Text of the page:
There are an estimated 700 million active smartphones and tablets in China – most of them on Android. Since Chinese consumers don’t like being trapped in Google’s ecosystem and have largely spurned the Google Play store (1), a multi billion-dollar business is growing around serving up apps and games to the nation’s Android users.
It’s tough to judge which of these third-party Android app stores in China are the larger ones because each company reveals different metrics – but we’ve tried to get a sense of scale from each of the main players. Here’s our list of the 10 most significant Android app portals in China, presented in no particular order.
It was clear last summer that Baidu (NASDAQ:BIDU), China’s top search engine, was suddenly taking its App Store more seriously when it paid up US$1.9 billion to acquire rival 91 Mobile. These two are now run separately.
Baidu App Store is available for Android. As with most on this list, there’s also a web app for installing Android ‘.apk’ files without needing to sign up or download the actual mobile version of the app store.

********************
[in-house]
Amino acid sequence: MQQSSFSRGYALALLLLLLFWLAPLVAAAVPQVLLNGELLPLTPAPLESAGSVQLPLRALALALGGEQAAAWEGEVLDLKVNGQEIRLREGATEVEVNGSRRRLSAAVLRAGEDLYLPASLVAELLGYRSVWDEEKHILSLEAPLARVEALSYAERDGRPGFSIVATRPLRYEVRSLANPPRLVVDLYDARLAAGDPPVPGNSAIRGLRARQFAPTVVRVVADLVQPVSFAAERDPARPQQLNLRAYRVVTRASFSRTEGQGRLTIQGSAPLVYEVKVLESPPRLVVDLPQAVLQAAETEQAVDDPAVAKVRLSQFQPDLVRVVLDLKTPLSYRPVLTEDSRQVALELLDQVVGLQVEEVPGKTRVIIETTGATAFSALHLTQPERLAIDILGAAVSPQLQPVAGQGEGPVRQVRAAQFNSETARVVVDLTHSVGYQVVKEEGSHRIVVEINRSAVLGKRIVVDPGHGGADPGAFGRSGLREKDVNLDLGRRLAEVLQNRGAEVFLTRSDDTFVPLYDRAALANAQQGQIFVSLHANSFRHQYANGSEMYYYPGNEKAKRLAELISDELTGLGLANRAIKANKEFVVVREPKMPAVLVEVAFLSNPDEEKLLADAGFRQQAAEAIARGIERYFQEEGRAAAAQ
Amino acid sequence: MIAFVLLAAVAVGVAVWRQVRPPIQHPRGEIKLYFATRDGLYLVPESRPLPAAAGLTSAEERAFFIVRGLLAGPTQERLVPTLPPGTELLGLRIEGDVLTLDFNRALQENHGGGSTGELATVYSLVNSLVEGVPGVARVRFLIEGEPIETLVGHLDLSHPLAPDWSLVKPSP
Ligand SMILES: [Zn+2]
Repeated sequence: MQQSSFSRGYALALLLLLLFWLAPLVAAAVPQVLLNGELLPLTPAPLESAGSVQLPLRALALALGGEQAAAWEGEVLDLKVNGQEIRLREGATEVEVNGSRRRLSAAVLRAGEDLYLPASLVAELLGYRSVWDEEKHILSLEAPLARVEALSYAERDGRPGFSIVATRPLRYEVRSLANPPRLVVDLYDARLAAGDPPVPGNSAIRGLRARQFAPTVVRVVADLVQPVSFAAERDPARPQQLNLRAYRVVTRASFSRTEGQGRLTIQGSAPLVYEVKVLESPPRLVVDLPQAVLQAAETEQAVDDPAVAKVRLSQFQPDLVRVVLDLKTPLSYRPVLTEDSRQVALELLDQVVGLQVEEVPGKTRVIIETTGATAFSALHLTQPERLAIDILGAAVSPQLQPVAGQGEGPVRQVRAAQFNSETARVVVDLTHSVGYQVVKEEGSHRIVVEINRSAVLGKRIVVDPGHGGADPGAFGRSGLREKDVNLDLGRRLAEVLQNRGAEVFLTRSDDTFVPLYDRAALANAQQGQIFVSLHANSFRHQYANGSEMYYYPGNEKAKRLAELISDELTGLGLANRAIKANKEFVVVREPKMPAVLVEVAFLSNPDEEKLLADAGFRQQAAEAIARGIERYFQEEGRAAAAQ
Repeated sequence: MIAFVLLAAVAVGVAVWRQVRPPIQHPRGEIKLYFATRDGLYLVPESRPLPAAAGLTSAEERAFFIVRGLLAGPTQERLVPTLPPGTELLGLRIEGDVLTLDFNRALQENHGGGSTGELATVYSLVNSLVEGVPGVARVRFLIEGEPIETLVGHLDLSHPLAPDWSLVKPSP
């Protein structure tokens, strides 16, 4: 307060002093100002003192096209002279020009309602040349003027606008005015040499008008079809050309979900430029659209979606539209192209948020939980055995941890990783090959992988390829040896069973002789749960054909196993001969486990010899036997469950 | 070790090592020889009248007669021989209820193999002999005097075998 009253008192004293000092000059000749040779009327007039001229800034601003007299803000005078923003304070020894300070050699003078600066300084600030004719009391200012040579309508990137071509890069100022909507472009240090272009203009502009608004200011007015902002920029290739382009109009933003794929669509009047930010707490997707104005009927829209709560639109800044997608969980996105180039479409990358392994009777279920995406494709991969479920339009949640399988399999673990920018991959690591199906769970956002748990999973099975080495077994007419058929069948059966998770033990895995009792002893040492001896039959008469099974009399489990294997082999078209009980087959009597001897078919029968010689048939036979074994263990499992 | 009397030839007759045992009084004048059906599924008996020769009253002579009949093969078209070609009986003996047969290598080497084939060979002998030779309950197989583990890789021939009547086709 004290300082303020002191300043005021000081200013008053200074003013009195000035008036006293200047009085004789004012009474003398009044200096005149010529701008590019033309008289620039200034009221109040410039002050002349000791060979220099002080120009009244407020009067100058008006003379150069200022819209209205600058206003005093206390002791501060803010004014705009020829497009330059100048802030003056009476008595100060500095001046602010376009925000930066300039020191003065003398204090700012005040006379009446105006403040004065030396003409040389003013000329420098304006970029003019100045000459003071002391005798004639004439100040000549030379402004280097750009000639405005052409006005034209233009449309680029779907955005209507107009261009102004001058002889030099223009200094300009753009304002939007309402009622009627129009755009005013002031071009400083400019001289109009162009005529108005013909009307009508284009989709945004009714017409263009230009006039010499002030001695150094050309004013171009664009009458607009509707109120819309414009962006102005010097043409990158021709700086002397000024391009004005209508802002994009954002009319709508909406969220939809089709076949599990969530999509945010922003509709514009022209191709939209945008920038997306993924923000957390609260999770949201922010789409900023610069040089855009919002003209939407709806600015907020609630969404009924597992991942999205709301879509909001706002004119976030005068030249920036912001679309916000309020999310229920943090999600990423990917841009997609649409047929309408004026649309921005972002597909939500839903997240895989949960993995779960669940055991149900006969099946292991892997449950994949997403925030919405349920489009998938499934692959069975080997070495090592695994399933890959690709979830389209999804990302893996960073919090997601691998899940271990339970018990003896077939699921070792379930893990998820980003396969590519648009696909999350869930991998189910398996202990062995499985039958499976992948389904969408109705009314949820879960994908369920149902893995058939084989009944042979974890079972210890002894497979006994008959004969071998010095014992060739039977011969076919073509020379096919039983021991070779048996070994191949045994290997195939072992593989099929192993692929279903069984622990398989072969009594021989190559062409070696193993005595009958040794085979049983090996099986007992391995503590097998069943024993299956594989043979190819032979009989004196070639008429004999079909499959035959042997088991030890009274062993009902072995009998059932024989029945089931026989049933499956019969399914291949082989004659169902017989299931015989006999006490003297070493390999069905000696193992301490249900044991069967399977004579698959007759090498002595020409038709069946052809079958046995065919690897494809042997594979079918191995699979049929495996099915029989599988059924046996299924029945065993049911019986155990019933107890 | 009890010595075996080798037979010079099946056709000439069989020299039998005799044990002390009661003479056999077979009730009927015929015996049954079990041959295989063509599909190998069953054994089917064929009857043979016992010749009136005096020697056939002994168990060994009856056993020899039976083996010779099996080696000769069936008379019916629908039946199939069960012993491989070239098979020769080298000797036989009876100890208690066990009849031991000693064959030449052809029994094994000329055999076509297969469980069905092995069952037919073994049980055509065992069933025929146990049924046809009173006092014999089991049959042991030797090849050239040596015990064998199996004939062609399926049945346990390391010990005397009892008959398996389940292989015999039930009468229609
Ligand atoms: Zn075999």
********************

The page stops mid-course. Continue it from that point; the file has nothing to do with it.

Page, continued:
The Baidu App Store gets a big boost from being effectively integrated into Baidu’s search engine. If you search for the name of an app or game, a widget appears on the first page of the Baidu results. Clicking on the most prominent button – labelled “install to phone” – actually installs the Windows PC version of the Baidu App Store. Once you’ve strong-armed someone into installing that, they’re more likely to also use the companion Baidu App Store for Android for a complete syncing experience.
No active users numbers are available from Baidu.
Tencent (HKG:0700) is making use of its popular messaging app WeChat to give a boost to its own Android app store. A few days before a new WeChat update arrives on Android, it gets an early launch on Tencent App Gem before the freshest version of WeChat is distributed to other app stores. The clincher is that you need to install the App Gem Android store in order to access the early WeChat release.
Tencent can’t reveal active user numbers for this app, but a representative says that daily active users and daily downloads on App Gem have grown by 400 percent in the past six months. It now sees a cumulative 64 million daily app downloads, which has quadrupled in the past year.
It’s available as a mobile app for Android and as a web app.
Just as Qihoo barged into the search market in 2012 in order to disrupt Baidu, so Qihoo is now trying to do the same with its revamped 360 Mobile Assistant.